SA’s total employment improves slightly in fourth quarter
JOHANNESBURG - UNEMPLOYMENT in the country eased slightly in the fourth quarter as 76 000 jobs were created following the further lifting lockdown restrictions during the period.
Data from Statistics South Africa (StatsSA) yesterday showed that total employment increased 0.8 percent quarter-on-quarter to 9.64 million from 9.56 million in the third quarter.
The Quarterly Employment Statistics survey attributed the movement to employment increases in the trade, community services and business services industries.
However, most new jobs were part-time due to seasonal factors, supported by the increase in demand in the run- up to and during the festive season.
Part-time jobs within the trade sector grew by 54 000 in the form of the total number of 87 000 part-time jobs increases.
StatsSA said the electricity industry reported no quarterly change.
However, there were decreases in the construction, manufacturing, transport and mining industries during the same period.
Investec economist Lara Hodes said the further loosening of Covid19 linked restrictions led to a moderate increase in formal non-farm employment.
Hodes, however, said it also evidences the level of financial uncertainty still present, with many employers hesitant to hire full-time employees until economic recovery gains momentum.
“While plunges in activity, as experienced in the second quarter of last year are unlikely going forward, further waves of infections accompanied by tighter restrictions is anticipated, until the vaccine is widely dispersed, thus hindering economic activity,” Hodes said.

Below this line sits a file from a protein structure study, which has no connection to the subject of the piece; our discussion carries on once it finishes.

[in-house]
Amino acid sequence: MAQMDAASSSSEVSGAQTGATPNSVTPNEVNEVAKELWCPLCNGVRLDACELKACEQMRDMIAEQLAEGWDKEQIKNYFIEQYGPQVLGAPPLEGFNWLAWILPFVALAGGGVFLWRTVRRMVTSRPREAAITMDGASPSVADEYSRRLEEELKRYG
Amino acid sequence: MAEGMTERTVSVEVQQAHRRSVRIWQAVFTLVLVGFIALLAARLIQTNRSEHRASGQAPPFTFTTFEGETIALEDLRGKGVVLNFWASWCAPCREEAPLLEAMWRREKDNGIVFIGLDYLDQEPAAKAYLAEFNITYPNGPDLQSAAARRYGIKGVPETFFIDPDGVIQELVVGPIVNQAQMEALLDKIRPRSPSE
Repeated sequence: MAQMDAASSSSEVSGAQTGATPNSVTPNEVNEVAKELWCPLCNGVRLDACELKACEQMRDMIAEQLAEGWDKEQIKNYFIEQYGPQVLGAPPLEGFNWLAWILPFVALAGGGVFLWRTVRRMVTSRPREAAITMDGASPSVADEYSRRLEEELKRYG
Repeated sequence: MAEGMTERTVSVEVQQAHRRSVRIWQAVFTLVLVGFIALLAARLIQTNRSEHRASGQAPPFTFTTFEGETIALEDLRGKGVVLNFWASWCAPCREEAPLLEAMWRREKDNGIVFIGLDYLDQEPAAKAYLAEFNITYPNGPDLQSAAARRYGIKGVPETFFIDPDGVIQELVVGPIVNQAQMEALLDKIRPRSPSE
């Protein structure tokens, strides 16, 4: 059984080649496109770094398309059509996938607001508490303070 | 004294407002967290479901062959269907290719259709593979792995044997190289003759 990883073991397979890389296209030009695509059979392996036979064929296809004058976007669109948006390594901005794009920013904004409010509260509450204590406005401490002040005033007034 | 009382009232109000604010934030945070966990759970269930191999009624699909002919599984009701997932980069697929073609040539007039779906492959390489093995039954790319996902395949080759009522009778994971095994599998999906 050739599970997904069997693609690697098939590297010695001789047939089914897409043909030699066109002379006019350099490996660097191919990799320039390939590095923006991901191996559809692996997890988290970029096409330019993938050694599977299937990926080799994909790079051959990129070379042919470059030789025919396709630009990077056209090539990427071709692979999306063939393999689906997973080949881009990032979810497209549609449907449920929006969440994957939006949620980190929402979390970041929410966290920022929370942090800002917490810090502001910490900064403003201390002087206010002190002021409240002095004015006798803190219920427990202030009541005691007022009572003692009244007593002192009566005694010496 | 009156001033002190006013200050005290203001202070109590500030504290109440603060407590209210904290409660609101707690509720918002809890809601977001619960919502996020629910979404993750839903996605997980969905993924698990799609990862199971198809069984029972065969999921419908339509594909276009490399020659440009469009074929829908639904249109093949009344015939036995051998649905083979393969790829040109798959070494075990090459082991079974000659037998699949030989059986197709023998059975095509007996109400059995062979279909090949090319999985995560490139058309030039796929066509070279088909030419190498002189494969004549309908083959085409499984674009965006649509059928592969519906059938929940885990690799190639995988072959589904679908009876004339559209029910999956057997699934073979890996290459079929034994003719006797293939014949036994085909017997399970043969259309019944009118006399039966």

The Covid-19 lockdown restrictions have wreaked untold damage to economic activity, increasing the rate of joblessness to an unprecedented 32.5 percent in the fourth quarter.
Industries such as tourism and hospitality were heavily impacted by the restrictions on travel, curfew, gatherings and alcohol sales ban.
South Africa’s economic data continues to show that businesses were not resilient to the lockdown restrictions, and are highly sensitive to rising levels of lockdowns.
The South African Reserve Bank yesterday said that the country recorded foreign direct investment inflows of R51.1 billion for 2020, down from inflows of R74bn in 2019.
Portfolio investments recorded inflows of R24.1bn in the OctoberDecember quarter compared with outflows of R39.5bn the quarter before.
Despite a moderate improvement in the fourth quarter of 2020, the economy’s production is still well below the first quarter of last year as restrictions are still in place.
The South African Liquor Brandowners Association (Salba) warned that the banning of all sales of alcohol had no rationale when the number of people allowed in a gathering was being increased.
Salba chairperson Sibani Mngadi said they wanted the government to be transparent about what informed this decision.
“We would like to understand what the rationale/evidence-based reasoning is behind an 11-day ban of alcohol sales while at the same time increasing the maximum number of people allowed in a gathering,” Mngadi said.